Although American Legion Baseball cancelled its summer tournament due to the ongoing COVID-19 crisis, local legion clubs in Rhode Island will be suiting up for their own competition, as teams and league directors established a new,
Although American Legion Baseball cancelled its summer tournament due to the ongoing COVID-19 crisis, local legion clubs in Rhode Island will be suiting up for their own competition, as teams and league directors established a new, one-year league this summer.
The league is called the RI 19-20 Elite Baseball League. The number 19 is for COVID-19, and 20 for the year. This league is brand new and totally unaffiliated with American Legion.
Eight of the usual 10 Rhode Island Legion teams will be hitting the diamond, as well as eight junior teams. Two of those team’s include Warwick’s New England Frozen Lemonade/Shields Post 43 and Cranston’s Gershkoff Auto. The schedule is set to kick off on Monday, July 6 in accordance with Governor Gina Raimondo’s Phase 3 stage of the state’s reopening. The regular season will be followed up by an eight-team playoff, with a single elimination format in the first two rounds and a three-game series in the championship. The league looks to complete the season by August 16, as the Rhode Island Interscholastic League fall practices begin on the 17th. Teams will also not be participating in out-of-state games.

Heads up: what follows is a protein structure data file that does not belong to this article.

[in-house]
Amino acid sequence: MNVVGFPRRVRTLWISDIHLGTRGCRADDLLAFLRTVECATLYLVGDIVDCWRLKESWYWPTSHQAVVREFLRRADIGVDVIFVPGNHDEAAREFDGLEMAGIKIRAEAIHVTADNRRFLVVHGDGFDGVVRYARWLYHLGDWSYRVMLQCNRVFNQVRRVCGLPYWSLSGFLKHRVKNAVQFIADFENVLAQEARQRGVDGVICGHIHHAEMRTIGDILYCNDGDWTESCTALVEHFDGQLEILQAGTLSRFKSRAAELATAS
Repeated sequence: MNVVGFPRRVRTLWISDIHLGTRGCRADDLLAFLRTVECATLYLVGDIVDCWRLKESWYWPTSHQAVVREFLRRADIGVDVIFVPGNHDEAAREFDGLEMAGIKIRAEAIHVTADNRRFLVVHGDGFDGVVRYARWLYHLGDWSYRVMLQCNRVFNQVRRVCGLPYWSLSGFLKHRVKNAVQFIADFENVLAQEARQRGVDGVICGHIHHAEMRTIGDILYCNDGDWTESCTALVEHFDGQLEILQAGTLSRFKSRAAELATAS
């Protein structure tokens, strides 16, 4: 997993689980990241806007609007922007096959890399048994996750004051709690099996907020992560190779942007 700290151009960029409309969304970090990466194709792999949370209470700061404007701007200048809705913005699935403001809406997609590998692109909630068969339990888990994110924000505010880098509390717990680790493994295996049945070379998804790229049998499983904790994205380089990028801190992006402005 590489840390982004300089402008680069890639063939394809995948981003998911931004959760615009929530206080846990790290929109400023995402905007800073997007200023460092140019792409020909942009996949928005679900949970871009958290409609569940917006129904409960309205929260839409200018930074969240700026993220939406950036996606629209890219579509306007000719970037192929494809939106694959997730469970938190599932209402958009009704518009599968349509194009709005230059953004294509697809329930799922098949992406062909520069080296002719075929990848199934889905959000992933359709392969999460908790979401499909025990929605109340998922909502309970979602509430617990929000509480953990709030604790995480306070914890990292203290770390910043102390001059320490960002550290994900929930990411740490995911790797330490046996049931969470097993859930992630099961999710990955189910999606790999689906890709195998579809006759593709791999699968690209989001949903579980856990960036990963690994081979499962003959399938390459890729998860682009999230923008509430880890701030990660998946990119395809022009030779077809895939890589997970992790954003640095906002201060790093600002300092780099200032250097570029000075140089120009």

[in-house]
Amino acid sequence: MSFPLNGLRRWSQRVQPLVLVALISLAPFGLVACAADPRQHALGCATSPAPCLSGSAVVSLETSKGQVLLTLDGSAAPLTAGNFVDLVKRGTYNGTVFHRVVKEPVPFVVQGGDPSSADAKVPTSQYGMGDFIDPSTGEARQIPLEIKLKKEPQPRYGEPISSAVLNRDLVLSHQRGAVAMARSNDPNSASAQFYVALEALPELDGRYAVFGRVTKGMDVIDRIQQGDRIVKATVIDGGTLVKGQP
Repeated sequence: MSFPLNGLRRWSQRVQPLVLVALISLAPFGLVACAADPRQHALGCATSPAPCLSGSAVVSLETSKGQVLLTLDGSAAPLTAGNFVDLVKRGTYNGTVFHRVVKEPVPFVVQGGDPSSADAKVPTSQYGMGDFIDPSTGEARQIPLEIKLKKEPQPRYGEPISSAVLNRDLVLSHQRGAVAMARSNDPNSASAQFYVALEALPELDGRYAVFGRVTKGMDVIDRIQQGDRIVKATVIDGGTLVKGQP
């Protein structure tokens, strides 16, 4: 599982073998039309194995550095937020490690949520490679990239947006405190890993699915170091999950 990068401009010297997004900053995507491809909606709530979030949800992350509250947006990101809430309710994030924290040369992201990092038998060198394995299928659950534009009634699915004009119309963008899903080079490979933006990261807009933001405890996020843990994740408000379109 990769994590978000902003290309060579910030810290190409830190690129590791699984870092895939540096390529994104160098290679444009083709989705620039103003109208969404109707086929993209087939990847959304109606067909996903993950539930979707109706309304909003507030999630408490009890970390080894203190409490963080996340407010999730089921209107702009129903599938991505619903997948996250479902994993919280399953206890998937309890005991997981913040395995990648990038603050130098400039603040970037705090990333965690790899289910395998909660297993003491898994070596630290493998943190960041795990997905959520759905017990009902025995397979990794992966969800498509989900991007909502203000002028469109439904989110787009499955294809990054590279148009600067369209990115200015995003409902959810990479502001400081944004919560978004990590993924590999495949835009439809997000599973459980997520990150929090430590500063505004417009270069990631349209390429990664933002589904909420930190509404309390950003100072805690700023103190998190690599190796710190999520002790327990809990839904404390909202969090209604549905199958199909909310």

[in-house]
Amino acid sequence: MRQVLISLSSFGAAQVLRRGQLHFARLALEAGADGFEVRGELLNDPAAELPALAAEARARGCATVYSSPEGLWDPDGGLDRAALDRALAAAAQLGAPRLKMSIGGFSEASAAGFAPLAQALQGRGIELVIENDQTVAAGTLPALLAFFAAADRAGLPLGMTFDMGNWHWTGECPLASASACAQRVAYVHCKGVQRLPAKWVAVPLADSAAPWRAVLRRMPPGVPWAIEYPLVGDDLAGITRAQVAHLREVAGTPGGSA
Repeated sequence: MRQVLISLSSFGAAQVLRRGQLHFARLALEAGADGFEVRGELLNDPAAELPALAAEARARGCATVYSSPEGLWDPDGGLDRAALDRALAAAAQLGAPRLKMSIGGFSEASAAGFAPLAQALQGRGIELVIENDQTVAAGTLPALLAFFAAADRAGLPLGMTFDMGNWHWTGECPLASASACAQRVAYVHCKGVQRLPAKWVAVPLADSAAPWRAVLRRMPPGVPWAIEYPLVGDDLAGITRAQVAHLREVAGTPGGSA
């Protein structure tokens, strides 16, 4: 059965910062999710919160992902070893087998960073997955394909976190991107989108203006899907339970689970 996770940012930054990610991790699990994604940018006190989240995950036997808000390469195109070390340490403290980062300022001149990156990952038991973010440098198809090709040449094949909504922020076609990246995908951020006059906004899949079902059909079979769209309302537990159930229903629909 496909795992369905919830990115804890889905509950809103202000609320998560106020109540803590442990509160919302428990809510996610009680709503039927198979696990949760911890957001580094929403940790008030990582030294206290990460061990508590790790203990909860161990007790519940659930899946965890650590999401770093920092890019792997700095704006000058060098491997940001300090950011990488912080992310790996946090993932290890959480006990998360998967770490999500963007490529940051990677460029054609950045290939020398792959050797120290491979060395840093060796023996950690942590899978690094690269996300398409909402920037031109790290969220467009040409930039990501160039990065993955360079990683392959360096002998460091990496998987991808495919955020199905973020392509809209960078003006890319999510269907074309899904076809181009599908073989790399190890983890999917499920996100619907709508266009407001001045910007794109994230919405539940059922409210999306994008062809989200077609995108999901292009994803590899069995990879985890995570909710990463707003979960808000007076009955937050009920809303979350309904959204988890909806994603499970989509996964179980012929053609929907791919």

Teams will be using their normal legion fields and will also be abiding by the restrictions set regarding the pandemic.
“It’s a weird situation, but we’re excited for the kids that are coming out, for those high school kids that couldn’t play high school, college kids that couldn’t play college, so basically we just wanted to make sure we gave them an opportunity to do something. We wanted to give them a chance to play, it wasn’t looking good for a while, but we were always planning on doing something,” said Dave Schiappa, who manages Gershkoff Auto and is a longtime committee member of RI American Legion.
The creation of this new league was a smooth one overall, according to Schiappa, who also stressed the importance of following state safety guidelines to managers.
“It was pretty smooth, we got everyone together that was in. We then talked to everyone about the guidelines and how to follow them, we will be following all of the standard COVID guidelines. Coaches wearing masks, no kids in the dugout. It’s good,” Schiappa said.
As this new league gets set to join some other local leagues in getting back to work, Schiappa and company are excited to give the kids something to be happy about this summer.
“The bottom line is, it’s good to be able to give these kids something, it’s good to be able to get them some playing time,” said Schiappa. “They are all excited to play. We were wanting to make something happen and that’s why we spearheaded this as much as we could.”